The Black Kite was by far the most common raptor we saw in our 10 days of birding in southern Portugal. They were everywhere we went, from the Tagus Estuary, to the Alentejo, to the Algarve. We saw them flying and we saw them perched. From any distance at all, they do indeed look black, but, of course they are much more richly colored. They are described in the field guides as “grey-brown” but as you see in this photo, in the right light they can look a fairly bright rich rufous. Sony RX10iv at 600mm equivalent. Program mode with my custom birds in flight and action modifications. Processed and heavily cropped in Polarr.
Southern Portugal is rich in Eagles, compared to the Americas. There are 5 breeding in the region, and another that winters there…plus recent records of Steppe Eagle at least passing through (we saw one!). Of the possible breeding birds we saw all 5, plus the Steppe Eagle. Some were just little black dots soaring high on the thermals over the Castro Verde plains, but we got several closer views. These are immature (I believe), Booted Eagles from the banks of the Tagus where we took our boat trip. Two individuals sitting near each other, perhaps a potential pair. Sony RX10iv at 600mm equivalent. Program mode with my birds and wildlife modifications. Processed in Polarr.
Over 4 days in April 2019, we saw several Great Bustards in the steppe country between Castro Verde and Mertola in the Alentejo of southern Portugal, but all at great distances, on the hillsides across the swales, and through heavy heat shimmer. Not totally satisfying, and frustrating for photography. This is a heavy crop from a 600mm equivalent frame, and the only photo of a Great Bustard from the trip that I am willing to post. Still, it is an amazing bird. According to our Portuguese guide, the world’s largest bird that can still fly (if you ask in Africa, they will tell you that honor belongs to the closely related Kori Bustard…but that is to be expected). From the distance at which you see them, they look small ships moving through a sea of high grasses. To get a closer photo, I am told, you have to visit one of the specialized “hides” that are maintained near leks. You have to crawl into the hide before daylight, and stay until after dark, so it is a daylong commitment. I might try to do that next time I go to Portugal, if I am still up to crawling at that point. 🙂 Sony RX10iv at 600mm equivalent. Program mode with my custom birds and wildlife modifications. Manual focus to get accurate focus through the heat shimmer. Processed in Polarr.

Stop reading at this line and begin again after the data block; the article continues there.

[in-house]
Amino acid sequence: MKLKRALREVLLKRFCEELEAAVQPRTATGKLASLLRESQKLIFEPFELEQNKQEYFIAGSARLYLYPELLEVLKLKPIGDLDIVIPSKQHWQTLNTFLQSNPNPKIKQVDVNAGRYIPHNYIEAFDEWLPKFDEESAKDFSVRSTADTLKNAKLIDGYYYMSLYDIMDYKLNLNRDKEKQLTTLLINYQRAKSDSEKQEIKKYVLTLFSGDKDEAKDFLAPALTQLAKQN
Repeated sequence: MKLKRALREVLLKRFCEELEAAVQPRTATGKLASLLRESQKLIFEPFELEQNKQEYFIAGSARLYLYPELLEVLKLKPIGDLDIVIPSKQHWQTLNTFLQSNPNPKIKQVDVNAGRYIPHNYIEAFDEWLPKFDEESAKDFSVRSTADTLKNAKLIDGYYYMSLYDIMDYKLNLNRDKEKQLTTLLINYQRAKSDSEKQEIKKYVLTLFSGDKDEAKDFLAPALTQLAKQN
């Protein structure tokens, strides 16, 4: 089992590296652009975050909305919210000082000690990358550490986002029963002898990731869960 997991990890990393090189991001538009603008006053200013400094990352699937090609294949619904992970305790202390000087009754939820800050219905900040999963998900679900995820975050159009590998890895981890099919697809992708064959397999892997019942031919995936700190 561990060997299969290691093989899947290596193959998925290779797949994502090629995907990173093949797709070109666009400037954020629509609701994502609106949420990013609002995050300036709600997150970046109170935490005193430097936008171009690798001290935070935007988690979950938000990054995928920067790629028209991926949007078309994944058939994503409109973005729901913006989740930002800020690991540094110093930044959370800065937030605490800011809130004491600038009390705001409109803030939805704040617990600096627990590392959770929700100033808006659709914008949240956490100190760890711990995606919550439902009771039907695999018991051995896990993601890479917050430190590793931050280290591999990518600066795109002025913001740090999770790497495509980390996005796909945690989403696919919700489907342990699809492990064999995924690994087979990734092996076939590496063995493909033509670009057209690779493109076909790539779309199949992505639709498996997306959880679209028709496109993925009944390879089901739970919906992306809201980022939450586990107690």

There were White Storks nesting everywhere we went all over southern Portugal: in the Tagus Estuary, in the Alentejo, and in the Algarve. Most nest on telephone poles and high tension towers, or on poles put up for them to keep them off buildings, but we did see quite a few nesting in trees in a more natural setting. This was taken in the Alentejo, and is the greeting behavior as the mate returns to the nesting bird…weaving and bobbing and bill clacking. Sony RX10iv at 600mm equivalent. Program mode with my custom birds and wildlife modifications. Processed in Polarr.
Looking from the hill where the faithful believe the angle of peace appeared across the little valley to the Basilica at the site of the apparition of Mary in Fatima. The Hungarian Pilgrim way runs from there to here. The Basilica is just to the right of the trees on the left. Sony a5100 in-camera HDR. 16mm prime with UWA converter for an 18mm equivalent field of view. Processed in Polarr.